- First, the identification of what a customer is vulnerable to – specifically, what detriment are they at risk of experiencing in the event of the wrong treatment?
- Second, a move away from the idea of intrinsically and insolubly vulnerable people, and towards the identification of ‘vulnerability situations’ constructed along three axes:
- Individual factors including illnesses and mental capacity limitations.
- External factors – specifically surprise changes to life and work situations.
- Any action or inaction taken by the creditor organisation.
- Third, a diagnosis of the degree of vulnerability experienced. This can be:
- Potentially vulnerable – which technically includes all customers, since any one of us faces the risk of being affected by unforeseen life changes.
- Currently vulnerable – that is, currently experiencing detriment.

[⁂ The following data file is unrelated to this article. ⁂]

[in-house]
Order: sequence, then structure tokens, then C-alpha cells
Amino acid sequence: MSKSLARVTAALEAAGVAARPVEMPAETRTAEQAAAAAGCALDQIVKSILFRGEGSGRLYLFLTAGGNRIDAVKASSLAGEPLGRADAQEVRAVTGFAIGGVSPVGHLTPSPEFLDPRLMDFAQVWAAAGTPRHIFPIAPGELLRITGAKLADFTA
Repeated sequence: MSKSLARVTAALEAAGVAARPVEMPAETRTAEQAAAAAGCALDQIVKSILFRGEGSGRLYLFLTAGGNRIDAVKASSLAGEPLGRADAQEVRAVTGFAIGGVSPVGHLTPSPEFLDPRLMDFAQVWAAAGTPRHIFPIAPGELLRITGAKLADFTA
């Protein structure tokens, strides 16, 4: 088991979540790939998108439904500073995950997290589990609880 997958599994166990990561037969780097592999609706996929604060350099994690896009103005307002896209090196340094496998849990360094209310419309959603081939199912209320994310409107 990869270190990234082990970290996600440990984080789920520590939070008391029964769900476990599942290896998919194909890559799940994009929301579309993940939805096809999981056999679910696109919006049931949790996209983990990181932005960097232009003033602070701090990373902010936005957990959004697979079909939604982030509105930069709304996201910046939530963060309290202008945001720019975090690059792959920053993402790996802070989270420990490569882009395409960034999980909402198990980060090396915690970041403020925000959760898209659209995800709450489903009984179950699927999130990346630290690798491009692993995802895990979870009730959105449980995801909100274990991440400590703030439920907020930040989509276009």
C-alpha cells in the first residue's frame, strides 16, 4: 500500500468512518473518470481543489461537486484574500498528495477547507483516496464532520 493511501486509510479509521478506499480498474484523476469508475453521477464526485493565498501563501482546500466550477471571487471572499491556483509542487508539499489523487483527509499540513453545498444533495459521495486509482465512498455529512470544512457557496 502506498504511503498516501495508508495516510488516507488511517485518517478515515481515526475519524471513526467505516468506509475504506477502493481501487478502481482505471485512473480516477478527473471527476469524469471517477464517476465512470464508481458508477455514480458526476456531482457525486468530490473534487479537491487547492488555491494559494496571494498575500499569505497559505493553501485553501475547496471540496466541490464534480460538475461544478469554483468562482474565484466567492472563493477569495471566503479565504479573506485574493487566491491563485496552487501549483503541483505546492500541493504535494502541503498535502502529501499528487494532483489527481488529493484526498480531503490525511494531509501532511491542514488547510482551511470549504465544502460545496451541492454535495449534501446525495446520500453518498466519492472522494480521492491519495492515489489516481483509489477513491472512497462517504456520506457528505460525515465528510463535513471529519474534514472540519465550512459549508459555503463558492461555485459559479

- Particularly vulnerable – where there’s an urgent need for active support.
Following this thinking, a creditor can eliminate the unhelpful dichotomy of ‘normal’ vs ‘vulnerable’ customers, and indeed the need to permanently flag someone as intrinsically ‘vulnerable’ based on circumstances that may change. In this structure, all customers can be placed on a spectrum of vulnerability, with a creditor’s actions governed by a drive to keep customers in the Potentially Vulnerable category, or move them from Currently Vulnerable or Particularly Vulnerable situations back to Potentially Vulnerable ones.